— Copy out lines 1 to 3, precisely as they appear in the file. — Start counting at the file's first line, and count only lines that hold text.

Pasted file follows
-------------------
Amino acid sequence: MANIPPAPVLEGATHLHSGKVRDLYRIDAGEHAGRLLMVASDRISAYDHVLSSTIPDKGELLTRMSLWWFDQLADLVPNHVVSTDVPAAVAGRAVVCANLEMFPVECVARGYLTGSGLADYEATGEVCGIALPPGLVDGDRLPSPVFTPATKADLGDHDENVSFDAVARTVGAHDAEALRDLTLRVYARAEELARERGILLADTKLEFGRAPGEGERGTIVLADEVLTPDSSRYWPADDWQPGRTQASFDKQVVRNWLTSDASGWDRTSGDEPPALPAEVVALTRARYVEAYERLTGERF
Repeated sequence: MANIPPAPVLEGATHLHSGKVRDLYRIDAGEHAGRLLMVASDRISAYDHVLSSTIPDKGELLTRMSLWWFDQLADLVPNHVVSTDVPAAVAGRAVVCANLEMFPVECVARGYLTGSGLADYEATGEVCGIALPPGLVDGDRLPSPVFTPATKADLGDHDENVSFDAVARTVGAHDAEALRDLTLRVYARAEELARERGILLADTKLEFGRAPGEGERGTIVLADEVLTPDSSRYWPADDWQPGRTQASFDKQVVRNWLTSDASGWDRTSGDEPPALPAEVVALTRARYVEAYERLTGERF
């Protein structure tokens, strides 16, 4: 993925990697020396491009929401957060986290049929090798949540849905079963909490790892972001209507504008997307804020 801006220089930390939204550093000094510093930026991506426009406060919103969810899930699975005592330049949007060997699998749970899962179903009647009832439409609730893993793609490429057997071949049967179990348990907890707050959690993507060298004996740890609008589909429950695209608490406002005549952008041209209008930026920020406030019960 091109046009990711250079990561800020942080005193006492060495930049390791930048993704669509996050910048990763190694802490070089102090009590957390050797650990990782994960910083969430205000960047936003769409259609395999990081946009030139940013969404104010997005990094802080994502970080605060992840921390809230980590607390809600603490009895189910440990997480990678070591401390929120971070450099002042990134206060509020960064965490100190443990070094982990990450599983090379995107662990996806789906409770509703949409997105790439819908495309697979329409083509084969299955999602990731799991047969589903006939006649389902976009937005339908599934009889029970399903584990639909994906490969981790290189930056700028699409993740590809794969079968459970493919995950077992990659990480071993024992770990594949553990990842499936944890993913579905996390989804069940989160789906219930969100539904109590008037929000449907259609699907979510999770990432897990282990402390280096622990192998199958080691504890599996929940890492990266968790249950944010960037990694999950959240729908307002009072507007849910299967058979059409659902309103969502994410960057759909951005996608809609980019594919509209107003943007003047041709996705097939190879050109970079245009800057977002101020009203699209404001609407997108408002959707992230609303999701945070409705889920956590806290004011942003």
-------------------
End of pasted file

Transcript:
Amino acid sequence: MANIPPAPVLEGATHLHSGKVRDLYRIDAGEHAGRLLMVASDRISAYDHVLSSTIPDKGELLTRMSLWWFDQLADLVPNHVVSTDVPAAVAGRAVVCANLEMFPVECVARGYLTGSGLADYEATGEVCGIALPPGLVDGDRLPSPVFTPATKADLGDHDENVSFDAVARTVGAHDAEALRDLTLRVYARAEELARERGILLADTKLEFGRAPGEGERGTIVLADEVLTPDSSRYWPADDWQPGRTQASFDKQVVRNWLTSDASGWDRTSGDEPPALPAEVVALTRARYVEAYERLTGERF
Repeated sequence: MANIPPAPVLEGATHLHSGKVRDLYRIDAGEHAGRLLMVASDRISAYDHVLSSTIPDKGELLTRMSLWWFDQLADLVPNHVVSTDVPAAVAGRAVVCANLEMFPVECVARGYLTGSGLADYEATGEVCGIALPPGLVDGDRLPSPVFTPATKADLGDHDENVSFDAVARTVGAHDAEALRDLTLRVYARAEELARERGILLADTKLEFGRAPGEGERGTIVLADEVLTPDSSRYWPADDWQPGRTQASFDKQVVRNWLTSDASGWDRTSGDEPPALPAEVVALTRARYVEAYERLTGERF
């Protein structure tokens, strides 16, 4: 993925990697020396491009929401957060986290049929090798949540849905079963909490790892972001209507504008997307804020 801006220089930390939204550093000094510093930026991506426009406060919103969810899930699975005592330049949007060997699998749970899962179903009647009832439409609730893993793609490429057997071949049967179990348990907890707050959690993507060298004996740890609008589909429950695209608490406002005549952008041209209008930026920020406030019960 091109046009990711250079990561800020942080005193006492060495930049390791930048993704669509996050910048990763190694802490070089102090009590957390050797650990990782994960910083969430205000960047936003769409259609395999990081946009030139940013969404104010997005990094802080994502970080605060992840921390809230980590607390809600603490009895189910440990997480990678070591401390929120971070450099002042990134206060509020960064965490100190443990070094982990990450599983090379995107662990996806789906409770509703949409997105790439819908495309697979329409083509084969299955999602990731799991047969589903006939006649389902976009937005339908599934009889029970399903584990639909994906490969981790290189930056700028699409993740590809794969079968459970493919995950077992990659990480071993024992770990594949553990990842499936944890993913579905996390989804069940989160789906219930969100539904109590008037929000449907259609699907979510999770990432897990282990402390280096622990192998199958080691504890599996929940890492990266968790249950944010960037990694999950959240729908307002009072507007849910299967058979059409659902309103969502994410960057759909951005996608809609980019594919509209107003943007003047041709996705097939190879050109970079245009800057977002101020009203699209404001609407997108408002959707992230609303999701945070409705889920956590806290004011942003």